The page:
(Picture from here.)
For a long time anthropologists and archeologists have viewed human evolution as gotten some sort of kick start about 50k years ago. "Something happened" that gave rise to modern humans.
But some recent genetic work (see here) and anthropological work (see here) has called that into question.
A little history.
While human beings have a long history, hominins that are recognizably human don't really appear until between 200k and 400k years ago. The idea is that humans and Neanderthals had a common ancestor about 700k years ago. That common ancestor moved north into Europe and became Neanderthal. Our ancestors stayed home and evolved into human beings (likely, I think, down in South Africa) and rolled out of Africa about 200k-400k years ago. The first Homo sapiens fossils are dated to 100-200k years ago, implying the stock was already established earlier.
There's some debate about this-- notably involving some teeth discovered in Israel (see here)-- but mostly over whether the location of where the actual evolution of humans occurred. The migration of humans out of Africa is pretty well established.
Once they did migrate they acted pretty much the same until about 45k years ago marking the Upper Paleolithic. Then, all of a sudden, we came up with complex stone tool technology, bone tools, projectile weapons, etc. We had become, in effect, behaviorally modern humans. Earlier humans, the ones dated 100k-200k years ago, had none of these inventions and are lumped together as not behaviorally modern.
Hence, the "Human Revolution" idea.
John Shea of Stony Brook suggests things ain't quite so simple.
A Human Revolution implies a change in variability of behavior, an dramatic increase in the repertoire of what humans did. So he examined stone tools dating from 250k to 6k years in Eastern Africa. He found over that time no single behavioral revolution in that time. Changes in stone tools here and there could be explained in variability in the available materials or in the needs of a specific time and place. A Human Revolution was unnecessary to explain these changes.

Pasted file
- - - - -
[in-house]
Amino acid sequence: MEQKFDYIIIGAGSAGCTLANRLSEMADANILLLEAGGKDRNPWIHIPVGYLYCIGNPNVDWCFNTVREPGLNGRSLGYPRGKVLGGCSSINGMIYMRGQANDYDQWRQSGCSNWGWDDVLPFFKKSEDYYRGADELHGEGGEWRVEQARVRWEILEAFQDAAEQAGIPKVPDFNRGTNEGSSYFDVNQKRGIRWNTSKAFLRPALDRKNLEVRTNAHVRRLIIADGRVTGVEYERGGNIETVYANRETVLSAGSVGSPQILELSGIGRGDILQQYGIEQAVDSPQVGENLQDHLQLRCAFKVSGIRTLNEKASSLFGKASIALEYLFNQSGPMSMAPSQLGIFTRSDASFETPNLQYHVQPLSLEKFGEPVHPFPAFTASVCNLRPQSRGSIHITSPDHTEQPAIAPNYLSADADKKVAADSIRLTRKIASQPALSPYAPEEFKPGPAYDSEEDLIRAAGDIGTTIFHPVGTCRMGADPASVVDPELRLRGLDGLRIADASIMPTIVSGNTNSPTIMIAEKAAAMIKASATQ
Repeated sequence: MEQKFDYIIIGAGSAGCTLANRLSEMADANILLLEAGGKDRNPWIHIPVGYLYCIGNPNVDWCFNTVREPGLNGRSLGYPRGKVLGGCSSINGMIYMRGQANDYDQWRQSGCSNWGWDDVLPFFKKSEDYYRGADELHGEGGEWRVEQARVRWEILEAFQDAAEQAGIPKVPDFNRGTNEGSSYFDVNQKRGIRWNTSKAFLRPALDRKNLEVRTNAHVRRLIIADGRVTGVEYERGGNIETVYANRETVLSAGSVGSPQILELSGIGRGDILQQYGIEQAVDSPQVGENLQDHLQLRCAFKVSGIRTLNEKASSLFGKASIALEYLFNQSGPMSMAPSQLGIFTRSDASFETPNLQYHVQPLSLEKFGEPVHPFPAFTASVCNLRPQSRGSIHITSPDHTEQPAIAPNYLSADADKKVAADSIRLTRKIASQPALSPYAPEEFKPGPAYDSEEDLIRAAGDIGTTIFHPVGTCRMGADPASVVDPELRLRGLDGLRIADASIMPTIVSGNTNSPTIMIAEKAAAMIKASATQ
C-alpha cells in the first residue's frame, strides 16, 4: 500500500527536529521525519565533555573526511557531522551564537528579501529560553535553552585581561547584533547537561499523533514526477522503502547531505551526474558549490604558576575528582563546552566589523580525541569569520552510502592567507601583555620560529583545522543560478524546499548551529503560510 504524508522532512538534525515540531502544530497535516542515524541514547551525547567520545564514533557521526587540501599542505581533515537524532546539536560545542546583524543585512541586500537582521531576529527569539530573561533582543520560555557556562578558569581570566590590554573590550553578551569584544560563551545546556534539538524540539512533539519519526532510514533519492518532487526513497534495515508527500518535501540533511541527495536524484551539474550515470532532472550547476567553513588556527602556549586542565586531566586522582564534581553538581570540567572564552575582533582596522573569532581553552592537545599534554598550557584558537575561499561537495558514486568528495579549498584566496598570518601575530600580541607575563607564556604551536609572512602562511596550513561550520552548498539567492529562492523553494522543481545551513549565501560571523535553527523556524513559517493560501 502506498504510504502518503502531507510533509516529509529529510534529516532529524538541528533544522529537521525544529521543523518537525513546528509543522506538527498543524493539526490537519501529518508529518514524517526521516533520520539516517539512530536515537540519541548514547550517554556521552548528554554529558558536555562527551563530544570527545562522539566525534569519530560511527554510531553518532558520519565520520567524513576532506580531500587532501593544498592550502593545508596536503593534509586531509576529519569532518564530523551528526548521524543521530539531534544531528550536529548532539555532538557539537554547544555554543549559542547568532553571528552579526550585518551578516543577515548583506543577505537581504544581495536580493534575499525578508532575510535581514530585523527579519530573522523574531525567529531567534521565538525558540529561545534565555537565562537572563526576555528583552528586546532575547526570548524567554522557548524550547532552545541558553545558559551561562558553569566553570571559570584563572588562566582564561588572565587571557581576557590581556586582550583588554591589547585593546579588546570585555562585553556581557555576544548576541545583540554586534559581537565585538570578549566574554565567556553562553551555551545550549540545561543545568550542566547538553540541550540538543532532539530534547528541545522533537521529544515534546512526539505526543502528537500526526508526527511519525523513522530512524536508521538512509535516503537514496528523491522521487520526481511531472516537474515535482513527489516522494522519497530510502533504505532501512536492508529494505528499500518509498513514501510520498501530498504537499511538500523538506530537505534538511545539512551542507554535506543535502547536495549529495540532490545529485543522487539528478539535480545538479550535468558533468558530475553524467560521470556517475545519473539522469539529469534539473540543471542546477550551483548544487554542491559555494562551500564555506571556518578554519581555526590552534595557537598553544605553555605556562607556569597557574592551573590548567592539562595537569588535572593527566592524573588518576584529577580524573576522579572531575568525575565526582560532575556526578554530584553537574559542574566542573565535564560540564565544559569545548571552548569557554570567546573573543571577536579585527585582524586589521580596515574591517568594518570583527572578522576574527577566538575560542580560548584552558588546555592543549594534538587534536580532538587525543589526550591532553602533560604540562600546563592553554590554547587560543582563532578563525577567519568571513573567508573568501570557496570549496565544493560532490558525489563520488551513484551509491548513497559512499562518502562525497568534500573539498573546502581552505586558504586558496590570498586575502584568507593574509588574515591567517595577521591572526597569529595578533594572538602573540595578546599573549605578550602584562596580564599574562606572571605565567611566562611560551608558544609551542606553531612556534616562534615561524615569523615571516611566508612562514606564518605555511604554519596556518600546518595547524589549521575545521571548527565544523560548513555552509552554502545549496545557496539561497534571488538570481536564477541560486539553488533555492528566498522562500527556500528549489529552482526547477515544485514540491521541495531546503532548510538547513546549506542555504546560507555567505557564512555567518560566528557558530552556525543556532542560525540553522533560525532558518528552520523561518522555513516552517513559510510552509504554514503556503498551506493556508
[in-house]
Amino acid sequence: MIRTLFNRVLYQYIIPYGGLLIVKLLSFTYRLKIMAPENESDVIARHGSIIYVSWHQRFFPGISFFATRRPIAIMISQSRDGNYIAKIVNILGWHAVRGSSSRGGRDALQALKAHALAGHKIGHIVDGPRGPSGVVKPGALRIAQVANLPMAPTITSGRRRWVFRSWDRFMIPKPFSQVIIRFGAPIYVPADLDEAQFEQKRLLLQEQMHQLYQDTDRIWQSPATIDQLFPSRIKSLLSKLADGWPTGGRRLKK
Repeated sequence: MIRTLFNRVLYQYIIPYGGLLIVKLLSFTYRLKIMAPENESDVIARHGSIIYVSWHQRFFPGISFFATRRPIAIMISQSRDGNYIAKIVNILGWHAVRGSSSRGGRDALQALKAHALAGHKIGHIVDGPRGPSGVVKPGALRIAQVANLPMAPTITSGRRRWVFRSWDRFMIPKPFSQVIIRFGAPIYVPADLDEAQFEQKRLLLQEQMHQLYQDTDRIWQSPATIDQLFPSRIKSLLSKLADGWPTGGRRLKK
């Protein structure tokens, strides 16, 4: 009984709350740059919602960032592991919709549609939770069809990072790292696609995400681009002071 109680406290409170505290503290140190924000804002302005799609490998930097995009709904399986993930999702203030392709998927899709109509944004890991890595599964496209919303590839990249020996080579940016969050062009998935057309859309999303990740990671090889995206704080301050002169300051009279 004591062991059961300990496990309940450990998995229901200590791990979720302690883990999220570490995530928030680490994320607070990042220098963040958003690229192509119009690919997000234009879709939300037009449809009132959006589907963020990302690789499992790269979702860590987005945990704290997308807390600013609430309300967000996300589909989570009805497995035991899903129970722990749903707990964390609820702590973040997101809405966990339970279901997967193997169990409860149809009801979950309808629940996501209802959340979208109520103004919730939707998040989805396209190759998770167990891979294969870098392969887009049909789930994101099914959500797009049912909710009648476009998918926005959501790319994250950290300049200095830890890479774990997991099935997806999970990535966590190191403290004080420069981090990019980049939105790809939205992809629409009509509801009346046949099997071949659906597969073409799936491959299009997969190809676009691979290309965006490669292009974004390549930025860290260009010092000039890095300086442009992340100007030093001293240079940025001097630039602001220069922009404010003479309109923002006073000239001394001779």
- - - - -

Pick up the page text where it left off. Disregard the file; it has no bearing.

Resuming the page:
Coincidentally, a different study has come from a team by Ryan Hernandez of UCSF. They examined the human genome looking for selective sweeps. A "selective sweep" is a genome change that is so beneficial that it spreads throughout the population very quickly. Along with the "Human Revolution", class sweeps were thought to have driven human evolution. Hernandez found only a few sweeps present in the genome and none that could drive human adaptability. Instead, he came to the conclusion that human adaptation has a complex genetic architecture and derived by subtle shifts in the genome and not any major changes.
So: we have no Human Revolution, behaviorally or genetic.
Shea goes so far to say that the is no such thing as a "modern human". We are the same animal now as we were 200k years ago.
But whether we are different genetically or cognitively is somewhat beside the point. We aredifferent from our ancestors in how we live and what we are capable of. While I think these scientists are correct in that the differences between our ancestors and ourselves may not be in the shape of our brain or our genes, there is no doubt we are culturally different. And that culture drives our ability to cooperate to astounding levels-- not even ants are capable of the our scale and level of cooperation. That had to come from somewhere.
Personally, I think it started when we started sequestering information. I suspect, like elephants, we've been capturing information since Lucy. But if you observe nomadic tribes that are without writing and presume they reflect our history before writing, there is a tremendous drive to retain knowledge across the group, across generations. Often in the form of story and song. Retention of information is a driving force in our species in the last several thousand years. It's no accident, I think, that control and destruction of information (think the Reformation, Nazis, Soviets and the Taliban) are among the levers of power.
Once we started retaining information-- broad, deep rivers of it-- we had the motivation to create writing. And once we had writing we had a mechanism in place to truly exploit the our phenomenal ability to cooperate.
If there was a "Human Revolution" it started with the valuing of information. Civilization started there.